Yu Suzuki is a Japanese game designer, producer and engineer, who headed Sega's AM2 team for 18 years. He has been responsible for several of Sega's arcade hits, including three-dimensional sprite/texture-scaling games such as Hang-On, Space Harrier, Out Run, After Burner, pioneering polygonal 3D games such as Virtua Racing and Virtua Fighter, which are credited with popularizing 3D graphics in video games, as well as the critically acclaimed Shenmue series of open world adventure games; as a hardware engineer, he led the development of various arcade system boards, including the Sega Space Harrier, Model 1, Model 2, Model 3, was involved in the development of the Dreamcast console and its corresponding NAOMI arcade hardware. In 2003, Suzuki became the sixth person to be inducted into the Academy of Interactive Arts and Sciences' Hall of Fame. IGN listed him at #9 in their Top 100 Game Creators of All Time list. In 2011, he received the Pioneer Award at the Game Developers Choice Awards. Suzuki joined Sega in 1983 as a programmer.
In his first year, he created a 2D boxing game called Champion Boxing for Sega's first home game console, the SG-1000. According to Suzuki, the executive staff at Sega found the game so impressive that they released it in arcades as-is by installing an SG-1000 into an arcade cabinet, he was promoted to project leader while still in his first year at the company. Suzuki began working on another arcade game which would prove to be the big stepping-off point of his career. "To develop this game," Suzuki told G4TV, "I rode on motorcycles a lot. When we came up with the prototype, I would ride on that prototype bike for hours and hours every day." His efforts culminated into the game Hang-On, released in 1985. Hang-On was a success, it did not feature any traditional controls, as the movement of the on-screen avatar was dictated by the movements the player made with their body on the motorcycle cabinet. This began the "Taikan" trend, the use of motion-controlled hydraulic arcade cabinets in many arcade games of the late 1980s, two decades before motion controls became popular on video game consoles.
Running on the Sega Space Harrier hardware, it was the first of Sega's "Super Scaler" arcade system boards that allowed three-dimensional sprite/texture-scaling at high frame rates. The three-dimensional sprite/tile scaling was handled in a similar manner to textures in texture-mapped polygonal 3D games of the 1990s. Suzuki stated. All the calculations in the system were 3D from Hang-On. I calculated the position and zoom rate in 3D and converted it backwards to 2D. So I was always thinking in 3D."He soon followed with the 3D-esque third-person shooter game Space Harrier that year. Showing his interest in Ferraris, Suzuki created the driving simulator Out Run, released in 1986. Although it didn't feature a Ferrari, the player controlled a car that looked exactly like one. Out Run offered players a wide variety of driving paths and routes to complete the game, adding elements of nonlinear gameplay and increasing replay value, it featured a radio with three songs to choose from as players drove through the wide variety of landscapes.
At the Golden Joystick Awards, Out Run was awarded the Game of the Year award. Suzuki's hits included the jet fighting After Burner series in the late 1980s and the roller coaster kart racer Power Drift in 1988. Improving on the "Super Scaler" technology and road scrolling effects of Hang-On and Out Run, Power Drift created "all of its track layouts with flat bitmaps" to simulate a "wholly 3D space using 2D technology."In 1990, Suzuki brought out a spiritual sequel to After Burner called G-LOC, which featured a gyroscope-like cabinet that rotated 360 degrees to give players the realistic illusion of flying a fighter jet. Suzuki had been interested in 3D technology since his days in college. Although Space Harrier and Out Run had graphics similar to 3D, they did not utilize the capabilities. Yu Suzuki introduced and spearheaded the Model series of arcade hardware which would help lay the foundation for 3D arcade games for AM2 but other arcade departments at Sega as well In 1992, they released the 3D Formula 1 racer Virtua Racing, considered one of, if not the most, realistic-looking arcade games on the market at that time.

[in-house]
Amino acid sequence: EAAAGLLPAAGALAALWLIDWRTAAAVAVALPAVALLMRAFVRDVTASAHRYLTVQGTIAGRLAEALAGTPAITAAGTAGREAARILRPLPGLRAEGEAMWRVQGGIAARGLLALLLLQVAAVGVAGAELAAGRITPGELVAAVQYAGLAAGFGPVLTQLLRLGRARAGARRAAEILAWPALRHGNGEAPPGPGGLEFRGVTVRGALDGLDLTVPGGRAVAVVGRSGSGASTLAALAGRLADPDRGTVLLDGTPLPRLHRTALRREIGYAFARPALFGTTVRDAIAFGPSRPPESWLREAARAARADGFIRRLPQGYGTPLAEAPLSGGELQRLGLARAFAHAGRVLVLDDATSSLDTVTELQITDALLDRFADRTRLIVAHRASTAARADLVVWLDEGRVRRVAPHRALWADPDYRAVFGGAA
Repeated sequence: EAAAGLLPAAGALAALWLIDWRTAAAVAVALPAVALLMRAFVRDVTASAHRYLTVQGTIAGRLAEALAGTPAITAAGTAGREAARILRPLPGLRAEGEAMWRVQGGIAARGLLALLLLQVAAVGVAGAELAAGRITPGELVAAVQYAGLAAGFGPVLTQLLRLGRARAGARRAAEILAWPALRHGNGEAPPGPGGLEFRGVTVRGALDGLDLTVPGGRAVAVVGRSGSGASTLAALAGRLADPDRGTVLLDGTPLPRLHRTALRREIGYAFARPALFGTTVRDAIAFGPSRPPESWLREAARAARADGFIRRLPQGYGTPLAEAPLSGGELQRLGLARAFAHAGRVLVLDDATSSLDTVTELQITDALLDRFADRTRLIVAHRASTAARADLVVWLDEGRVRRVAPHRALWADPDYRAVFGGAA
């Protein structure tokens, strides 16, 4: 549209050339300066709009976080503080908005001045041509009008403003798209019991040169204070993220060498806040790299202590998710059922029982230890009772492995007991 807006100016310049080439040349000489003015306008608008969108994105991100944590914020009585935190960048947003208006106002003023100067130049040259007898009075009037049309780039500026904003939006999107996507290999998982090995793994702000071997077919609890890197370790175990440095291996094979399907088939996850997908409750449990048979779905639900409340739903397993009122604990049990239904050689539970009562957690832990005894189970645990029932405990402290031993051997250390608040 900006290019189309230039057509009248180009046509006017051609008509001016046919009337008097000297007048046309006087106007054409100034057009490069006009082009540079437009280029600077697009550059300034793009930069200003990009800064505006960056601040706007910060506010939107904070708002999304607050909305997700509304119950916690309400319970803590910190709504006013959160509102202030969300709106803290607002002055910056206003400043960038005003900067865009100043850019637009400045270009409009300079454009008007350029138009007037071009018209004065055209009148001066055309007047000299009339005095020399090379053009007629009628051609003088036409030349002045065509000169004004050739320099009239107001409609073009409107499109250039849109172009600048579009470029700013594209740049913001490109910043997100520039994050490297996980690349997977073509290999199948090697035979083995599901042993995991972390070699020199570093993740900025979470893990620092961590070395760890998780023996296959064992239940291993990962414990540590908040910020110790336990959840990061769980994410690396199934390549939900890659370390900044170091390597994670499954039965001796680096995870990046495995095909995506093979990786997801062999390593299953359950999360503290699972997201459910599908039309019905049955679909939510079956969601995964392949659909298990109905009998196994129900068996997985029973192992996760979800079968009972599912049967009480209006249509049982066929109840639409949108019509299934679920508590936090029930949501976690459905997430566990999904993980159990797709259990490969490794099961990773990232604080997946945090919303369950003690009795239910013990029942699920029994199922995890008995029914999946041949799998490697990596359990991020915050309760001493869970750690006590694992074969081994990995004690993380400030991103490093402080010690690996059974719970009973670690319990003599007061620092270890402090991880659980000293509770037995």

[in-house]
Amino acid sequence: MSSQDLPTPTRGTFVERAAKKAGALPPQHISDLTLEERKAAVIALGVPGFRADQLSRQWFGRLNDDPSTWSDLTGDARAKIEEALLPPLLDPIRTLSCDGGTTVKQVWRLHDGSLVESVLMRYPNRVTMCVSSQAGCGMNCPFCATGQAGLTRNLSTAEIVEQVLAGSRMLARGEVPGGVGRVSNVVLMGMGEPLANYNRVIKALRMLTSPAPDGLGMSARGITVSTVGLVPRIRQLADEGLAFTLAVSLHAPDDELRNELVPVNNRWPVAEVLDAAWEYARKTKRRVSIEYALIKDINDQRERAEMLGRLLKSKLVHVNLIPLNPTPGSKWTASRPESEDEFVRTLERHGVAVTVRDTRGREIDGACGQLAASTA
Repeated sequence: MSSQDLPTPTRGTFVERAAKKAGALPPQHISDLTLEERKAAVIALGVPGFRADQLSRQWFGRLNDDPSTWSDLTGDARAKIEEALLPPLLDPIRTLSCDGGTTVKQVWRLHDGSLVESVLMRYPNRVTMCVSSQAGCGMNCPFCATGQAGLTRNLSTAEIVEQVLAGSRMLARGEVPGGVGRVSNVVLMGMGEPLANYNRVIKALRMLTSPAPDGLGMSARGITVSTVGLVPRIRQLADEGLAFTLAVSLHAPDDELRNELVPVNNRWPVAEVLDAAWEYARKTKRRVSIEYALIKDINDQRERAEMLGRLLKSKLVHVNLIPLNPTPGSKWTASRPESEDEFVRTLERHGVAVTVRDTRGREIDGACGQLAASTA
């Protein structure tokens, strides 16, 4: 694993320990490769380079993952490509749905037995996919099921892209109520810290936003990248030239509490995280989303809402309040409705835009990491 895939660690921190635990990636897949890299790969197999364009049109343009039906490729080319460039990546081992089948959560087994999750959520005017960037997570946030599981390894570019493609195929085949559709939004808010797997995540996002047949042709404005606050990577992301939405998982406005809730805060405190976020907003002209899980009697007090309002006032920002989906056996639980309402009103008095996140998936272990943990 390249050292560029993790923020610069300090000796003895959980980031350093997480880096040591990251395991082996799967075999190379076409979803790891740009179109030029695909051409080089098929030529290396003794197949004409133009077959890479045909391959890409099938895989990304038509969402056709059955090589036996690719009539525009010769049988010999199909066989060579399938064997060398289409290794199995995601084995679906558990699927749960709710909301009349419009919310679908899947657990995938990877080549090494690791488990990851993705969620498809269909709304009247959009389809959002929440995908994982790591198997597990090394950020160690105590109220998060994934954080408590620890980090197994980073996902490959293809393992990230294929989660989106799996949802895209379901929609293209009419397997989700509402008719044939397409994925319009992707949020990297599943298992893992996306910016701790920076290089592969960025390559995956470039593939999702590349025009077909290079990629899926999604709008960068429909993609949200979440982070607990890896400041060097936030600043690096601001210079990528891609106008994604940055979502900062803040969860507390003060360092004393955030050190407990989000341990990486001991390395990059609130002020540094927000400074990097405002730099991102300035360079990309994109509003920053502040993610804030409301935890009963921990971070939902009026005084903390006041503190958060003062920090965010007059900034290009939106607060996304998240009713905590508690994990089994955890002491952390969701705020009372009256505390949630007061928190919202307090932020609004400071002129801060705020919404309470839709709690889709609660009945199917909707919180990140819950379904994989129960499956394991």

GameSpot listed it as one of the 15 most influential video games of all time, commenting that "It wasn't the first polygonal game on the market... but along with Virtua Fighter, Sega's 1993 release on the same hardware, it introduced the concept of polygonal graphics to the masses."In 1993, Suzuki created Virtua Fighter, the first 3D fighting game, which became enormously popular and spawned a series of sequels and spinoffs. It inspired many 3D fighting games such as the Soul Calibur series; some of the Sony Computer Entertainment staff involved in the creation of the original PlayStation console credit Virtua Fighter as inspiration for the PlayStation's 3D graphics hardware. According to SCE's former producer Ryoji Akagawa and chairman Shigeo Maruyama, the PlayStation was being considered as a 2D focused hardware, it wasn't until the success of Virtua Fighter in the arcades that they decided to design the PlayStation as a 3D focused hardware. 1UP listed Virtua Fighter as one of the 50 most important games of all time.
They credited it for creating the 3D fighting game genre, more demonstrating the potential of 3D polygon human characters, showing the potential of realistic gameplay (introducing a character physics system and realistic ch